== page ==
Plan your workouts in such a way that they won’t interrupt your vacation or take you away for your travel companions. If you’re an early riser, could you go for a walk or run before everyone else gets up? Doing so will help you start off with a boost of energy and help you set a healthy tone for the day.

Sunrise runs don’t appeal to everyone, though, and for these people a slight shift in viewpoint may help. Try to think in terms of “activity” rather than “exercise.” The American Heart Association recommends a minimum of 10,000 steps per day as a healthy amount of activity. You can easily carry a pedometer with you throughout your daily activities and shoot for this goal.

Remember, too, that sometimes a week or even two of rest from your normal routine could actually be beneficial. If you keep your diet healthy by eating moderately and making good decisions, the time of active rest could give your muscles need time to recovery from your usual workout. When you do return to reality, though, do so gradually so that you don’t shock your system.

Have you managed to stay healthy on vacation? Please share your tips with us in the comments.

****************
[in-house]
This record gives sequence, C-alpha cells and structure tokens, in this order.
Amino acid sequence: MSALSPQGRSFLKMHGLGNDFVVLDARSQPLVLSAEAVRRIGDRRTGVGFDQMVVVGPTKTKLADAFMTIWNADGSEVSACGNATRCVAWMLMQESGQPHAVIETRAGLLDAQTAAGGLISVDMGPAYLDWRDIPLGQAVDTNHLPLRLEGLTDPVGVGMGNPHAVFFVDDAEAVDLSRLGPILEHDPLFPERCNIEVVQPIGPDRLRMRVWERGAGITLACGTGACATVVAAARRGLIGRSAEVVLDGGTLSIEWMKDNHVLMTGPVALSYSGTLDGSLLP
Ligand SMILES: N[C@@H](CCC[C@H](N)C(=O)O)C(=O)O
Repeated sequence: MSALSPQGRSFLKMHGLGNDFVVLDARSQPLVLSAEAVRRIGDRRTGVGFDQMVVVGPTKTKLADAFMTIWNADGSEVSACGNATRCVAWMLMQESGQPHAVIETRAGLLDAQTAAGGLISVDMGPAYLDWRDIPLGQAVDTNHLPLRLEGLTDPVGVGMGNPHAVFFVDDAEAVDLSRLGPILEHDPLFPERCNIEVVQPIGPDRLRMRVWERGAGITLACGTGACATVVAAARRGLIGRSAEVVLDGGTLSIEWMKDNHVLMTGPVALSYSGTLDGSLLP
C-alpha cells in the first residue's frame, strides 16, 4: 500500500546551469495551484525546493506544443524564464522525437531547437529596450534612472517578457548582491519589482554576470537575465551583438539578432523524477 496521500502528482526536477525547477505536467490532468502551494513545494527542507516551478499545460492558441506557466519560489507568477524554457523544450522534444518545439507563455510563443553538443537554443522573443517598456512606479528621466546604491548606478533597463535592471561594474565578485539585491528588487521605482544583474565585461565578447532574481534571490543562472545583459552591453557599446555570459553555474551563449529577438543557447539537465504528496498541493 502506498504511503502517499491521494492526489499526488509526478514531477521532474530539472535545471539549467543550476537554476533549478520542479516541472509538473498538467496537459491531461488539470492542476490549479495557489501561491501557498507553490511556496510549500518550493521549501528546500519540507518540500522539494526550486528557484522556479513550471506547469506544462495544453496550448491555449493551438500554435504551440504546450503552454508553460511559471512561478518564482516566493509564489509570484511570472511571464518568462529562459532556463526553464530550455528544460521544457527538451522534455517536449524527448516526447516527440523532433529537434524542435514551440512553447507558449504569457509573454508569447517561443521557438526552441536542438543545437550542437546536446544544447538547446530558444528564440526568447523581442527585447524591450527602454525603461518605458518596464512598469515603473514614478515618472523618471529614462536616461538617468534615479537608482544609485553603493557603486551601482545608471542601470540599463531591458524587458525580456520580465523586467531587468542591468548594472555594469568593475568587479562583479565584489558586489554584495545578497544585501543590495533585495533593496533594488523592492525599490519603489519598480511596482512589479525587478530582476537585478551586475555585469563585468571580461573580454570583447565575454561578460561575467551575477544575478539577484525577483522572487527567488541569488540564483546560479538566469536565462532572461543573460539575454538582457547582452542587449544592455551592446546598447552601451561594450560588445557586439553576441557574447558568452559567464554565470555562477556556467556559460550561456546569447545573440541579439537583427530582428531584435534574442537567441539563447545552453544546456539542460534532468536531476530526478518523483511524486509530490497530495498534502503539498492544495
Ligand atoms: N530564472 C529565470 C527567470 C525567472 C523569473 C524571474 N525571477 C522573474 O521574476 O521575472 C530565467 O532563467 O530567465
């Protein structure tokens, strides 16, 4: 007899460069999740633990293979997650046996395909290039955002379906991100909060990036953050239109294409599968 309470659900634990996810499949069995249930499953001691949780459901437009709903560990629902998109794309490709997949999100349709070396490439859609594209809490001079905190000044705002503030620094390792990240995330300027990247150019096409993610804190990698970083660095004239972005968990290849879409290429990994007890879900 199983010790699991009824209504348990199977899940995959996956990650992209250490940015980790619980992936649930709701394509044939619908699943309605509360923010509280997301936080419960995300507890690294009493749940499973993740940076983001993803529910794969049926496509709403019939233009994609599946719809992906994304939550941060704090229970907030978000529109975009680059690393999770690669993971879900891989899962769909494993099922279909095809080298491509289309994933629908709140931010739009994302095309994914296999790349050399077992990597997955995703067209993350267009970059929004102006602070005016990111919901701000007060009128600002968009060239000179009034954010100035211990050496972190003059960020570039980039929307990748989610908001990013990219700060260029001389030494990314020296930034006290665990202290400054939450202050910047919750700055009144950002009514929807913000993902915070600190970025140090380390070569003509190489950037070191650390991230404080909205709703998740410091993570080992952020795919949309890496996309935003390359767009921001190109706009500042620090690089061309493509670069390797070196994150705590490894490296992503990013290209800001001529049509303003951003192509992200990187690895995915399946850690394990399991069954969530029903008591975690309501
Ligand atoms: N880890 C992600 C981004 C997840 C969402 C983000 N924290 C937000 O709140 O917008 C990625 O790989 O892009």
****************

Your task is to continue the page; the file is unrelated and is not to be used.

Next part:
The Trouble With Diets

As we begin the new year, millions of Americans are working to fulfill their resolutions. Not surprisingly, losing weight and improving fitness levels are statistically among the most popular resolutions each year. What is surprising, though, is that only about 20 percent of people actually accomplish these goals. In fact, regardless of resolutions over two-thirds of Americans report that they are on some sort of diet and obesity continues to be an issue.

So, why do diets fail? What pitfalls should you be aware of if you are attempting to lose weight? Being aware of common obstacles can help you take steps to avoid them so that you can follow through on your goals.


Lack of Sustainability